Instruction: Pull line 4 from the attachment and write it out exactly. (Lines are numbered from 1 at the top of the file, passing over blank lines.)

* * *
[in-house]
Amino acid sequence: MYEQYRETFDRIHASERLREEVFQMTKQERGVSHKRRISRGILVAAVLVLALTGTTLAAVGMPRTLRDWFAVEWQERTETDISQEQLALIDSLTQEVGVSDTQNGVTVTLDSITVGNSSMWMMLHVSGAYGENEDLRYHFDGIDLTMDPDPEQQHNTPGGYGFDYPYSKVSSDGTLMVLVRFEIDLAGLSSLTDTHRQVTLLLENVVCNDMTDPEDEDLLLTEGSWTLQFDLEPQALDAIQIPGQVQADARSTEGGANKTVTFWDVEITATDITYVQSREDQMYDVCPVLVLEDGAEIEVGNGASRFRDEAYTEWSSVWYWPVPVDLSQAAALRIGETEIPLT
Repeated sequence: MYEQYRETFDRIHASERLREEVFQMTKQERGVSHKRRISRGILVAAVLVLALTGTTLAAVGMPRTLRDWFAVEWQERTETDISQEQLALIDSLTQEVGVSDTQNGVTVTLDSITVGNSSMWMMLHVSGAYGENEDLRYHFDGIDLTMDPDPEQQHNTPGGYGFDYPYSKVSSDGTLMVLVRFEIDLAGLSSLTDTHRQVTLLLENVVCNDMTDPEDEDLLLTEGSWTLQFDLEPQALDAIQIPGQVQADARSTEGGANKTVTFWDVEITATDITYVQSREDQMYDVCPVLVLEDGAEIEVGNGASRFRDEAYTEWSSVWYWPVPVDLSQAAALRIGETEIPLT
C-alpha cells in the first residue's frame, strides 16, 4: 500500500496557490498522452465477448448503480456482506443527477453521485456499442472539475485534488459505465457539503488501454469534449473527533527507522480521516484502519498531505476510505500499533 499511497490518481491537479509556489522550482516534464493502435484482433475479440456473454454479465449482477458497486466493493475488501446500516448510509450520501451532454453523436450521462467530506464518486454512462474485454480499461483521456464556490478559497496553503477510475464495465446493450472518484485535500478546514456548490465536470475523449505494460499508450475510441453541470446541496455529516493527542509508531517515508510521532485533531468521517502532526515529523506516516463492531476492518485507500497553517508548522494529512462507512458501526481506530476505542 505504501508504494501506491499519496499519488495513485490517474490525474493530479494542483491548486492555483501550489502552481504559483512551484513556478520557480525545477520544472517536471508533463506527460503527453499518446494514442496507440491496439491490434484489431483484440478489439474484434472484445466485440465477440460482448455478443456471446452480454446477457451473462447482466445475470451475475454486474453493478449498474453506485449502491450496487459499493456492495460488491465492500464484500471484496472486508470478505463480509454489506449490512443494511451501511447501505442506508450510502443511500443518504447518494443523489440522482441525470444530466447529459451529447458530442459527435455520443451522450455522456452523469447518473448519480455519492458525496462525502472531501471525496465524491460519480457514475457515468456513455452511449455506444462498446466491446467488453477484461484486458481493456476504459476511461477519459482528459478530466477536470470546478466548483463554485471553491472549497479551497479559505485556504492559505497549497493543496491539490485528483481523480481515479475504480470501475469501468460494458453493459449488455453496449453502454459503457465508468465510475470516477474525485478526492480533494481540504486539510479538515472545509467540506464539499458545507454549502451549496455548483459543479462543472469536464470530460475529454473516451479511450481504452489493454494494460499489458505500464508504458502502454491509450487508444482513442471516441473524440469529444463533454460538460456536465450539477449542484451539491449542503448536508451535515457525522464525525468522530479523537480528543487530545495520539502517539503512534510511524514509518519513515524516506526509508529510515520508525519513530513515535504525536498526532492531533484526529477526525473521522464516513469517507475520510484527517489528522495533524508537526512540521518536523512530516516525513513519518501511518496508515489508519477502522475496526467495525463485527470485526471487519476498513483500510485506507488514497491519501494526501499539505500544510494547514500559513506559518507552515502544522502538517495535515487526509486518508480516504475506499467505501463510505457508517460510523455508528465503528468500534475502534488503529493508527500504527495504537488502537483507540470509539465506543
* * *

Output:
C-alpha cells in the first residue's frame, strides 16, 4: 500500500496557490498522452465477448448503480456482506443527477453521485456499442472539475485534488459505465457539503488501454469534449473527533527507522480521516484502519498531505476510505500499533 499511497490518481491537479509556489522550482516534464493502435484482433475479440456473454454479465449482477458497486466493493475488501446500516448510509450520501451532454453523436450521462467530506464518486454512462474485454480499461483521456464556490478559497496553503477510475464495465446493450472518484485535500478546514456548490465536470475523449505494460499508450475510441453541470446541496455529516493527542509508531517515508510521532485533531468521517502532526515529523506516516463492531476492518485507500497553517508548522494529512462507512458501526481506530476505542 505504501508504494501506491499519496499519488495513485490517474490525474493530479494542483491548486492555483501550489502552481504559483512551484513556478520557480525545477520544472517536471508533463506527460503527453499518446494514442496507440491496439491490434484489431483484440478489439474484434472484445466485440465477440460482448455478443456471446452480454446477457451473462447482466445475470451475475454486474453493478449498474453506485449502491450496487459499493456492495460488491465492500464484500471484496472486508470478505463480509454489506449490512443494511451501511447501505442506508450510502443511500443518504447518494443523489440522482441525470444530466447529459451529447458530442459527435455520443451522450455522456452523469447518473448519480455519492458525496462525502472531501471525496465524491460519480457514475457515468456513455452511449455506444462498446466491446467488453477484461484486458481493456476504459476511461477519459482528459478530466477536470470546478466548483463554485471553491472549497479551497479559505485556504492559505497549497493543496491539490485528483481523480481515479475504480470501475469501468460494458453493459449488455453496449453502454459503457465508468465510475470516477474525485478526492480533494481540504486539510479538515472545509467540506464539499458545507454549502451549496455548483459543479462543472469536464470530460475529454473516451479511450481504452489493454494494460499489458505500464508504458502502454491509450487508444482513442471516441473524440469529444463533454460538460456536465450539477449542484451539491449542503448536508451535515457525522464525525468522530479523537480528543487530545495520539502517539503512534510511524514509518519513515524516506526509508529510515520508525519513530513515535504525536498526532492531533484526529477526525473521522464516513469517507475520510484527517489528522495533524508537526512540521518536523512530516516525513513519518501511518496508515489508519477502522475496526467495525463485527470485526471487519476498513483500510485506507488514497491519501494526501499539505500544510494547514500559513506559518507552515502544522502538517495535515487526509486518508480516504475506499467505501463510505457508517460510523455508528465503528468500534475502534488503529493508527500504527495504537488502537483507540470509539465506543